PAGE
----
Following a trip to regionals in 2018, Troy took a bit of a step back last season as it reset. The Trojans still finished tied for second in the competitive East Division and reached 30 wins for the fifth straight season. Troy this season has a chance to make a return to the NCAA Tournament thanks to a veteran roster that features 11 seniors and some high-end talent. Junior outfielder Rigsby Mosley (.356/.430/.554, 7 HR), the Trojans’ leading hitter, and senior shortstop Drew Frederic (.318/.410/.527, 11 HR, 20 SB) return to headline the offense. Outfielders Logan Cerny (.267/.336/.495, 9 HR, 13 SB) and Dalton Sinquefield (.307/.379/.431) give the Trojans two more experienced players in the lineup and they’ll also mix in talented freshmen Kyle Mock and William Sullivan. On the mound, junior righthander Levi Thomas (8-2, 4.24) is ready to move to the front of the rotation and senior righthander Lance Johnson (4-1, 2.80)—who has a chance to set the program record for appearances—returns to anchor the bullpen. If junior college transfers like Tyson Ellis, Orlando Ortiz-Mayr and D.J. Wilkinson are ready to contribute right away and former ace Cory Gill bounces back from shoulder surgery, the pitching staff could have good depth.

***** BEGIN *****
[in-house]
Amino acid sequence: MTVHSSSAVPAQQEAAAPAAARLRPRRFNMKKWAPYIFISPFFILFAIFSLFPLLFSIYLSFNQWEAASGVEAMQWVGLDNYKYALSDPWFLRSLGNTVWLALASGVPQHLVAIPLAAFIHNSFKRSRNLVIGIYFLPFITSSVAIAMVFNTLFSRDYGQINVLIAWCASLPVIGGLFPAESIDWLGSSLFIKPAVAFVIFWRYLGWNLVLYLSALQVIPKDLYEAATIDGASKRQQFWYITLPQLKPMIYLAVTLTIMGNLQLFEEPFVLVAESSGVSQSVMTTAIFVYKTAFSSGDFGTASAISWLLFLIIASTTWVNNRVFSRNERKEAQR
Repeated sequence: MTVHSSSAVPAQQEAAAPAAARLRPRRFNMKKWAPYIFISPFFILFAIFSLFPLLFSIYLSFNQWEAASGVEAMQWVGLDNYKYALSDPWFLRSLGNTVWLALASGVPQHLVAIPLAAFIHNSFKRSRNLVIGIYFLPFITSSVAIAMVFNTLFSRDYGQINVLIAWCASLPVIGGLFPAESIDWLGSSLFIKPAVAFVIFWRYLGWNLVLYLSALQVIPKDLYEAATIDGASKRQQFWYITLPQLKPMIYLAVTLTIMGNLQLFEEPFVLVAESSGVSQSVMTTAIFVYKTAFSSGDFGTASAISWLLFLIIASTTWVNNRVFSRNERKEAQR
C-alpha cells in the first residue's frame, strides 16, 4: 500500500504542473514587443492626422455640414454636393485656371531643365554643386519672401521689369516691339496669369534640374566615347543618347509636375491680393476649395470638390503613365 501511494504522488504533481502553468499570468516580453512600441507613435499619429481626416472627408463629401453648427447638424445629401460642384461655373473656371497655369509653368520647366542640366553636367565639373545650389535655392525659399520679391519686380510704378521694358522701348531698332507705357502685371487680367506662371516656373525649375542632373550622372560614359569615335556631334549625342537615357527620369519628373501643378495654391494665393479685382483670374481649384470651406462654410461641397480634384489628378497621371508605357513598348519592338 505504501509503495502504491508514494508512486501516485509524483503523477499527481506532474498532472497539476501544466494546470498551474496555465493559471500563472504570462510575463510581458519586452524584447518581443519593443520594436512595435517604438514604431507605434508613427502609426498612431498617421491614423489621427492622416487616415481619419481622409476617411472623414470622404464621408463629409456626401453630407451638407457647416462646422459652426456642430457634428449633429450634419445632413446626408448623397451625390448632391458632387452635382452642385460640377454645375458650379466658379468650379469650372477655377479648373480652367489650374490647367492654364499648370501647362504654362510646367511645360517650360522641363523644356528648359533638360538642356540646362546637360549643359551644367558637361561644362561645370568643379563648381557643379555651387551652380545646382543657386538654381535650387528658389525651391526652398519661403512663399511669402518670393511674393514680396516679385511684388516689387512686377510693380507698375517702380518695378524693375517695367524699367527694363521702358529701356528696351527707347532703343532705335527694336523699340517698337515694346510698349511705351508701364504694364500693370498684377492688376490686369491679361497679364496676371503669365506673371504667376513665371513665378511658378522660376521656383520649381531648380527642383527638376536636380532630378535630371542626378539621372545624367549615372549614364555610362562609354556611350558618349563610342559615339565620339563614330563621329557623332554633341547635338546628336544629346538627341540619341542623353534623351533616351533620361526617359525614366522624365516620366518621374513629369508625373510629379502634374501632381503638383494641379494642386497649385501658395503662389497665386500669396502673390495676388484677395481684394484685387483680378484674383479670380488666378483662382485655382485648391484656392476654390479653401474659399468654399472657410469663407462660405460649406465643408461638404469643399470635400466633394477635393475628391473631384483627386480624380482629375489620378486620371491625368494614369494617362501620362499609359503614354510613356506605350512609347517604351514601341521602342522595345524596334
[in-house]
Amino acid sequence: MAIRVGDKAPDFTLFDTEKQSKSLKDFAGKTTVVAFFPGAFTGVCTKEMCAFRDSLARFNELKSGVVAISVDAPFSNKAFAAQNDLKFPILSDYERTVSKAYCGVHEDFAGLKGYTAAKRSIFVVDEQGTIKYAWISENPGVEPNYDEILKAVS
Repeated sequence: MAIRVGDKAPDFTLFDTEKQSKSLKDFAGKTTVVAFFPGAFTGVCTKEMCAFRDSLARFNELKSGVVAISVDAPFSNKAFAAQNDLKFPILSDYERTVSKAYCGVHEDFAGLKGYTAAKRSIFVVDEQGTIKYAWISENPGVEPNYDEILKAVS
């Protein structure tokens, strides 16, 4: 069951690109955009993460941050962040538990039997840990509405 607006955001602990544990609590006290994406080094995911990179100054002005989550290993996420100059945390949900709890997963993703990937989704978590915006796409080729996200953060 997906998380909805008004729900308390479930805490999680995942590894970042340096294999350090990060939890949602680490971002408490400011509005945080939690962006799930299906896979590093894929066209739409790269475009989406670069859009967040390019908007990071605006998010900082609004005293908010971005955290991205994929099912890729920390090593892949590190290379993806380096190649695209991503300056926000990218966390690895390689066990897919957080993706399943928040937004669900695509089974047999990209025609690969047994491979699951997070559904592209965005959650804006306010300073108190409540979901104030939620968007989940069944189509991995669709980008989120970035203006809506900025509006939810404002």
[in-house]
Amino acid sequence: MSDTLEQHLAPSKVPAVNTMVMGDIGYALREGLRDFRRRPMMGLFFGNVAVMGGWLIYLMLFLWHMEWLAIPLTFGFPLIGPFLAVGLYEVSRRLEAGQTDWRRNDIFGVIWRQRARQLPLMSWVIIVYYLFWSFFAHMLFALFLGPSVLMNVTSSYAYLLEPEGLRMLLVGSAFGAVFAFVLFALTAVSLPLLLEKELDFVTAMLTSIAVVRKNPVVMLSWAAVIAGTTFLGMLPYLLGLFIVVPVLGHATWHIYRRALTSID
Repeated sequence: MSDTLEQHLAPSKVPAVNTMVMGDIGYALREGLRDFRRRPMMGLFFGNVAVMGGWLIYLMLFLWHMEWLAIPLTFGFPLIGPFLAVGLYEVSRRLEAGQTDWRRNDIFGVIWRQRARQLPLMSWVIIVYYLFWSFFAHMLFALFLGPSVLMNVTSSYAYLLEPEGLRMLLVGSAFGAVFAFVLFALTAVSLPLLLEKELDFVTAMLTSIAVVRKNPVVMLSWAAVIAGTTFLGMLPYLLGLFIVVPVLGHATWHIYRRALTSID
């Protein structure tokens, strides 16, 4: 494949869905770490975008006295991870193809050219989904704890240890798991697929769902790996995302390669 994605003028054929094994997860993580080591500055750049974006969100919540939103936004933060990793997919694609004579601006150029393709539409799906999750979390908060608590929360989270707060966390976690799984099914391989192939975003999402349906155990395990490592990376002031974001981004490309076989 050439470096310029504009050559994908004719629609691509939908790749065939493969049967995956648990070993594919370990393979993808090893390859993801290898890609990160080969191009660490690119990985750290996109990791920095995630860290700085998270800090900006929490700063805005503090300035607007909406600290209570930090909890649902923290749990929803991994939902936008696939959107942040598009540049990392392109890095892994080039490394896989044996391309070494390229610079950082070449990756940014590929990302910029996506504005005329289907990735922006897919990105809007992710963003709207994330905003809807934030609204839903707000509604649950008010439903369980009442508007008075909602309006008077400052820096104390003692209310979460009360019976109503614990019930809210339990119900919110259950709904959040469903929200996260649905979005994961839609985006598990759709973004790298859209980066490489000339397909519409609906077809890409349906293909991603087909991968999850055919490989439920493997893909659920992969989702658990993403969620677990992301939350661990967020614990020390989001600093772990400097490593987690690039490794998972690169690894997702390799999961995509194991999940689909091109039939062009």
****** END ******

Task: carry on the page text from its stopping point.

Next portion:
4. Georgia Southern (35-24, 18-12)